Figurative speech refers to the use of non-literal wording or verbiage to communicate a point. Referred to alternately as figurative language, figurative speech often makes a comparison using verbal images to illustrate the speaker's intention, for effect, and to clarify meaning. "Rhetoric" is a related term that refers to the use of figures of speech, and the use of literary language and terms, such as simile and paradox. Read on for examples of some of the most widely used terms of figurative speech.
Metaphor, Simile and Personification
Metaphor makes a comparison by saying something is another thing. Simile, on the other hand, performs the same function, but says something is like another thing. An example of metaphor would be "Life is a bowl of cherries"; a simile would say that "Life is like a bowl of cherries." An example of personification would be, "The cherries smiled up from the bowl." Personification assigns human characteristics to animals, inanimate objects, or ideas.
Alliteration, Onomatopoeia, Consonance and Assonance
Alliteration, consonance, assonance and onomatopoeia have to do with the sounds of language. Alliteration is the use of a repeated sound or letter in words in close proximity, such as, "Limpid light illuminated the lustrous library." Assonance is the repetition of vowel sounds, such as "The rain in Spain stays mainly on the plain," and consonance is the repetition of consonant sounds in close proximity, as in the first example. Onomatopoeia is used often in comic books, and refers to the sound something makes, such as in words like "hum," "buzz" and "oink."
Hyperbole, Synecdoche, Metonymy and Euphemism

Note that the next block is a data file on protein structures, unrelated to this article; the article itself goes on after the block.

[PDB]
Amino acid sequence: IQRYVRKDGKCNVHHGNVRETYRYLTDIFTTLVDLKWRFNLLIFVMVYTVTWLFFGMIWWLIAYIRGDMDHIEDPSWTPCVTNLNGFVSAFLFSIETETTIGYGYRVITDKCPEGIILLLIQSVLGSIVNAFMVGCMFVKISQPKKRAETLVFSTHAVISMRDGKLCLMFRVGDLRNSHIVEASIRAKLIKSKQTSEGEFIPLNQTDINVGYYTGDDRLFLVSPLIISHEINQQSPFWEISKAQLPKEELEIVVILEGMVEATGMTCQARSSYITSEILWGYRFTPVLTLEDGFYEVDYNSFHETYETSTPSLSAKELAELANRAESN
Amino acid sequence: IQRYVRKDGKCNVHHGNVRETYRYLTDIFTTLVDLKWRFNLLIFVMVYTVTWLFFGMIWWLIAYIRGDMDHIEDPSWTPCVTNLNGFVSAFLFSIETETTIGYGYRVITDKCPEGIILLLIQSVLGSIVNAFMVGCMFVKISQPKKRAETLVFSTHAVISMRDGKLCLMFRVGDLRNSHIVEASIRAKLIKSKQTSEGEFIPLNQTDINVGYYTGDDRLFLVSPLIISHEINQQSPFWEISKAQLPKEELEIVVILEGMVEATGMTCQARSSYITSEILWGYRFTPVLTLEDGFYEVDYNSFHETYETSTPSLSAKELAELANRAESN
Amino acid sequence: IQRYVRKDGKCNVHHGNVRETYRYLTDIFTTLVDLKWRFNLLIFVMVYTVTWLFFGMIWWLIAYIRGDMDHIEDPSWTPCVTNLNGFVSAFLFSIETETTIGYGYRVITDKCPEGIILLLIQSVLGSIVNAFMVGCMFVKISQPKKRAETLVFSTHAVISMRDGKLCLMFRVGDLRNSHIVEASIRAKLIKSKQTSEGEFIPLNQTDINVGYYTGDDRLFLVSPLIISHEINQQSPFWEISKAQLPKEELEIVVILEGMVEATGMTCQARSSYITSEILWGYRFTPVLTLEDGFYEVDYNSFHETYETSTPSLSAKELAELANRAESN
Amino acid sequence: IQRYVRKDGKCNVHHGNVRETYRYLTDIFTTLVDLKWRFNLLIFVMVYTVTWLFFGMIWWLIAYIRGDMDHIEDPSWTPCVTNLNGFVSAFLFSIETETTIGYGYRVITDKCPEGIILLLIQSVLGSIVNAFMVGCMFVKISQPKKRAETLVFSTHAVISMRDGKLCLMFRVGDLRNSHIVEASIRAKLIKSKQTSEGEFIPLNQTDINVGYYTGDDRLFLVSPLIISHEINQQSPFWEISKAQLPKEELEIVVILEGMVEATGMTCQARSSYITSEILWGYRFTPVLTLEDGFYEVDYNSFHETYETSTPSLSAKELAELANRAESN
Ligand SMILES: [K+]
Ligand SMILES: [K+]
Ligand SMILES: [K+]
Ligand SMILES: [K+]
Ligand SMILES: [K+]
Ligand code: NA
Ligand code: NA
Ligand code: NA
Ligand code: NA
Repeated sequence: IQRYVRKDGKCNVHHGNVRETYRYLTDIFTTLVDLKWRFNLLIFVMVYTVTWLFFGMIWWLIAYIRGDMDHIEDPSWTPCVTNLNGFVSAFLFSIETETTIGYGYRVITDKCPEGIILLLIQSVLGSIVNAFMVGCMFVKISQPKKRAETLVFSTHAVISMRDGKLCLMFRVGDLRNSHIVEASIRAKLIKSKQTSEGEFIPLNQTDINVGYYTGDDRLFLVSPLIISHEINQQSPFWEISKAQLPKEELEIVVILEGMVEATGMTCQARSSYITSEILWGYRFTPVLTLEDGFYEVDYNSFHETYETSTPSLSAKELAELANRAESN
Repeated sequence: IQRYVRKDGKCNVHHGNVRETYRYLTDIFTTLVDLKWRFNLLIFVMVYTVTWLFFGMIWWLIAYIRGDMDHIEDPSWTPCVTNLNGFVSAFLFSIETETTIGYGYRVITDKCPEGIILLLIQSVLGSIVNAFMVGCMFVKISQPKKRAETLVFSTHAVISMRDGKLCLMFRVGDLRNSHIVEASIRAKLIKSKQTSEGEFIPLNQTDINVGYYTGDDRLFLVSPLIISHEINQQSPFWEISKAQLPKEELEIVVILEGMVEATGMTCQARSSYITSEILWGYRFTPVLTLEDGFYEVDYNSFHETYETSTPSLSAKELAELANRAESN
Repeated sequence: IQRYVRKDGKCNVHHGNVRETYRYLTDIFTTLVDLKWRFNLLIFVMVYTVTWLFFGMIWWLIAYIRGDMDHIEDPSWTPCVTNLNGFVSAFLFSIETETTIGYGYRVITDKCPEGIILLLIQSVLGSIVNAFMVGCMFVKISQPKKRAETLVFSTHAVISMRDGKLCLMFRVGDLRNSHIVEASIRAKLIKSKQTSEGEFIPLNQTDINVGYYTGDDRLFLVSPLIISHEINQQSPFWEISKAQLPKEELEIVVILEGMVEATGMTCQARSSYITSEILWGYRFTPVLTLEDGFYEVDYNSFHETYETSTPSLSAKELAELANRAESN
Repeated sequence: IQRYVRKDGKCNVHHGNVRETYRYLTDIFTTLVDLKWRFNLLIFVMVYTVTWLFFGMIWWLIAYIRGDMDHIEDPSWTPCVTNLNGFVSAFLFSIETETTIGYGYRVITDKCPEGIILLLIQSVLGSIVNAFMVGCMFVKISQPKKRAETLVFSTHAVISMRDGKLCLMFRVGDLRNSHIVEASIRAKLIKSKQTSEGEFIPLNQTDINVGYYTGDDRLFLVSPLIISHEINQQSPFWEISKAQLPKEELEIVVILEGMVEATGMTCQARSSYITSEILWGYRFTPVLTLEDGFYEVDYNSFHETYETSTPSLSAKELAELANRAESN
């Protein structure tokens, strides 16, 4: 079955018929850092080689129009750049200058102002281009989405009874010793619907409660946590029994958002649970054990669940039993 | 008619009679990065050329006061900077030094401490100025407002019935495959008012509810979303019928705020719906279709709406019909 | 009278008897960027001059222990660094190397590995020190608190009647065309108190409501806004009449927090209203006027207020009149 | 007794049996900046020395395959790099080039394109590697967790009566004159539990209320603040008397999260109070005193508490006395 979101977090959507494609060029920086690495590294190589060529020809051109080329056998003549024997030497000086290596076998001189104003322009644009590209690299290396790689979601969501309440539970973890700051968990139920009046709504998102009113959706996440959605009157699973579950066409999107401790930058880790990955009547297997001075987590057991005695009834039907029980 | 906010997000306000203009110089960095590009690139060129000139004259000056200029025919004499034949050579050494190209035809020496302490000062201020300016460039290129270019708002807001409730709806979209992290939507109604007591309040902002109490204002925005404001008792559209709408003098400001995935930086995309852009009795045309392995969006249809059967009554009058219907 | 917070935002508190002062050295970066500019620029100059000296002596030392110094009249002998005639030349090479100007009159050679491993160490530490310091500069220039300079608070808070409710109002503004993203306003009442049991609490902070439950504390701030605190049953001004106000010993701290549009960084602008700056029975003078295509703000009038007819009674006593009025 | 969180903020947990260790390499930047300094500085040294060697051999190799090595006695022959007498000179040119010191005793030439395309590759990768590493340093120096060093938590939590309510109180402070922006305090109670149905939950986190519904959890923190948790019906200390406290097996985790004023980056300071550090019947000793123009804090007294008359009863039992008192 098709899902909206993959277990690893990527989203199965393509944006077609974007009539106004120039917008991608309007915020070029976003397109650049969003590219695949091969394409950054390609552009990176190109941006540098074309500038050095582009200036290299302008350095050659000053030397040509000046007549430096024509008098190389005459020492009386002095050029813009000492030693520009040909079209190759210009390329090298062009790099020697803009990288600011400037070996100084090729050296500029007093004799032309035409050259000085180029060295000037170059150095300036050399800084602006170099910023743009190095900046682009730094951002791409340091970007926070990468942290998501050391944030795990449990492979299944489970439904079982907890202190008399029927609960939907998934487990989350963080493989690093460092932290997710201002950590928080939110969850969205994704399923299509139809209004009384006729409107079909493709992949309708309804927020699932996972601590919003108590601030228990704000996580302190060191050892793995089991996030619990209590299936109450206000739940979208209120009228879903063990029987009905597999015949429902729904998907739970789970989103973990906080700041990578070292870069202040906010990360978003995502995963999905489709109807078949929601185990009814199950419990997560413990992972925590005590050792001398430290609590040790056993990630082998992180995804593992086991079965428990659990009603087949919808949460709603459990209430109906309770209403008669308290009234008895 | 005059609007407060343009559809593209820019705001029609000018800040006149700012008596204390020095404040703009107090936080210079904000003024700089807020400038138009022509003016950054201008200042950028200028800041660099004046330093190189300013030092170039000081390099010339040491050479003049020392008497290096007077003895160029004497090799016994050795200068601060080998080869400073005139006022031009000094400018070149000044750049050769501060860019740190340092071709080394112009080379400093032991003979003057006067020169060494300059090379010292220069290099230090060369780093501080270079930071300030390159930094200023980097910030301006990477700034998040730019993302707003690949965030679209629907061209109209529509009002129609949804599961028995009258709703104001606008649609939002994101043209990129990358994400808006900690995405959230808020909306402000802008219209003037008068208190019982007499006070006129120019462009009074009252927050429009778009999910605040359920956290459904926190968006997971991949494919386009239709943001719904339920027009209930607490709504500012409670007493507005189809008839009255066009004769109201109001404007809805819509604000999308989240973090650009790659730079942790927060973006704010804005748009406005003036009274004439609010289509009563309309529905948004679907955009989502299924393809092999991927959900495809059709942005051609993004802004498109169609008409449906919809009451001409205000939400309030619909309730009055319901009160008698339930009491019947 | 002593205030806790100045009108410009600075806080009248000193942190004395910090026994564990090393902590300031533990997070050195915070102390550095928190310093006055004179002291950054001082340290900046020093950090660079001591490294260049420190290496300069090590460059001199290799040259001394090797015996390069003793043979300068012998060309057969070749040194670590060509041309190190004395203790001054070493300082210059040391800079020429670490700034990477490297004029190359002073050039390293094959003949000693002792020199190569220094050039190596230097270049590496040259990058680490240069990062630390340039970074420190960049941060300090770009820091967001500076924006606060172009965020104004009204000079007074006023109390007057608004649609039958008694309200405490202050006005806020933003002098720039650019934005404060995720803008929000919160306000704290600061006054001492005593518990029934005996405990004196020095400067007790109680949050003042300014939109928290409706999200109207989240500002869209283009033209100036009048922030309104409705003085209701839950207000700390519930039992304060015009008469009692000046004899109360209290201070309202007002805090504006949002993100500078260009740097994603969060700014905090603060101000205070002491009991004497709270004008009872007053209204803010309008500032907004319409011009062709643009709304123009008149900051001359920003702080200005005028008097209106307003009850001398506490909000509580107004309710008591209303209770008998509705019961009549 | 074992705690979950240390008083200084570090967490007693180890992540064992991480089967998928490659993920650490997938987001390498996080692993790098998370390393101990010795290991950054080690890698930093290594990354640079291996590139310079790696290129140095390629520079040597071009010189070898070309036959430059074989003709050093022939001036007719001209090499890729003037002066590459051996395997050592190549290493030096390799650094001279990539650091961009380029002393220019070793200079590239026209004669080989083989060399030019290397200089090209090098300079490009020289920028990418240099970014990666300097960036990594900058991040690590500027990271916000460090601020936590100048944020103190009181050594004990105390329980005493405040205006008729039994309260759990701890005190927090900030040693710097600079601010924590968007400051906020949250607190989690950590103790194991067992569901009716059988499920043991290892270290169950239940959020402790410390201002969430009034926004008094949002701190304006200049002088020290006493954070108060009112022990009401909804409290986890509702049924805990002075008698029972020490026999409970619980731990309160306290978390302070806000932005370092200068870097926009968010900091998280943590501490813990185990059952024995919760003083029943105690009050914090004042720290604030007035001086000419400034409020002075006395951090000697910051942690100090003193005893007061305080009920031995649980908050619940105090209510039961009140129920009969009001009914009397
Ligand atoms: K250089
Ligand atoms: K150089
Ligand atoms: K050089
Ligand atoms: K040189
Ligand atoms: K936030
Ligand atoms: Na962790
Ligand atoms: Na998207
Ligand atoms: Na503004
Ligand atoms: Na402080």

Hyperbole refers to extreme exaggeration, and is used often in everyday speech. An example would be, "I said it a million times." Synecdoche is the representation of a group or a whole by referring to its parts, such as "I just got a new set of wheels" to refer to an entire vehicle. Metonymy is similar to synecdoche, as it refers to something by singling out an attribute from a whole concept, like "I work with a bunch of suits" to refer to business people. Euphemism is a form of politeness, as it makes reference to something that is socially sensitive or pejorative by substituting another word, such as "to pass away" instead of "to die."
Understatement and Irony
Understatement, also known as litotes, is a form of expressing an idea by stating its opposite or downplaying its gravity or implications, such as this quote from "The Catcher in the Rye" by J. D. Salinger: "It isn't very serious. I have this tiny little tumor on the brain" (see Resources 1). Similarly, irony, when expressed verbally, often implies the opposite of what is actually said, or can refer to something said about the coincidence of events or a situation. Irony can be expressed through such rhetorical figures as antiphrasis (the use of a single, contradictory word), paralipsis (drawing attention to something by pretending to ignore it), or sarcasm.
Oxymoron, Paradox and Antithesis
Oxymoron is the practice of using two apparently opposite terms next to or near one another, such as with the title, "The Sounds of Silence" and Erasmus' "Festina lente," which translates as "Make haste slowly" (see Resources 2). Paradox is related to oxymoron, but is less condensed. For example, a paradox is often expressed in a phrase or statement, such as the Biblical paraphrase, "Whosoever loses his life shall find it." Antithesis uses words, often in parallel, that contrast each other. An example of antithesis is found in a quote from Abraham Lincoln, who said, "It has been my experience that folks who have no vices have very few virtues" (see Resources 3).